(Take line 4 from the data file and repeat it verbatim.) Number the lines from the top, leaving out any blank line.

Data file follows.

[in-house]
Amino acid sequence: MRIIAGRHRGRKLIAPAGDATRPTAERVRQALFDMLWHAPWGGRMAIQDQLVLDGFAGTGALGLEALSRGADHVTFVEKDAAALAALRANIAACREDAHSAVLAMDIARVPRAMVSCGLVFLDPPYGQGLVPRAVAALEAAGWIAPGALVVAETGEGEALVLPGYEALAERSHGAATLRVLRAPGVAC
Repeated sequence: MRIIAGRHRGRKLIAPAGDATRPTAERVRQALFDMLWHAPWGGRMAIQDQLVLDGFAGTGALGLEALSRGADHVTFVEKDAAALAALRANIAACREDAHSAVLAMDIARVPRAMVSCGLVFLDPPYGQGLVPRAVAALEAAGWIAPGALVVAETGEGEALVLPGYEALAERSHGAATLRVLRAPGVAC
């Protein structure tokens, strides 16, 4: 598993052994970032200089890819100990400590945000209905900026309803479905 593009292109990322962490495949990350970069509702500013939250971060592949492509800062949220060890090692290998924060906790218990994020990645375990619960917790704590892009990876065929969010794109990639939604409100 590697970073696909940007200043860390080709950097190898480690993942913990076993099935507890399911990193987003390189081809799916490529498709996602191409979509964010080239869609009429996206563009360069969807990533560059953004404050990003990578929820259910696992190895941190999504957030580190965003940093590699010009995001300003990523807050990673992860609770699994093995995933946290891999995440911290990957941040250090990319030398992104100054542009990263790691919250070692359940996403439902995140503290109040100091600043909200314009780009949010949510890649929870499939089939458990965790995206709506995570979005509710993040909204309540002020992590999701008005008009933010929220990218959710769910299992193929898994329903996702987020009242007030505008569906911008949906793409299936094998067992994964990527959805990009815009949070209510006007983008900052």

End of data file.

């Protein structure tokens, strides 16, 4: 598993052994970032200089890819100990400590945000209905900026309803479905 593009292109990322962490495949990350970069509702500013939250971060592949492509800062949220060890090692290998924060906790218990994020990645375990619960917790704590892009990876065929969010794109990639939604409100 590697970073696909940007200043860390080709950097190898480690993942913990076993099935507890399911990193987003390189081809799916490529498709996602191409979509964010080239869609009429996206563009360069969807990533560059953004404050990003990578929820259910696992190895941190999504957030580190965003940093590699010009995001300003990523807050990673992860609770699994093995995933946290891999995440911290990957941040250090990319030398992104100054542009990263790691919250070692359940996403439902995140503290109040100091600043909200314009780009949010949510890649929870499939089939458990965790995206709506995570979005509710993040909204309540002020992590999701008005008009933010929220990218959710769910299992193929898994329903996702987020009242007030505008569906911008949906793409299936094998067992994964990527959805990009815009949070209510006007983008900052």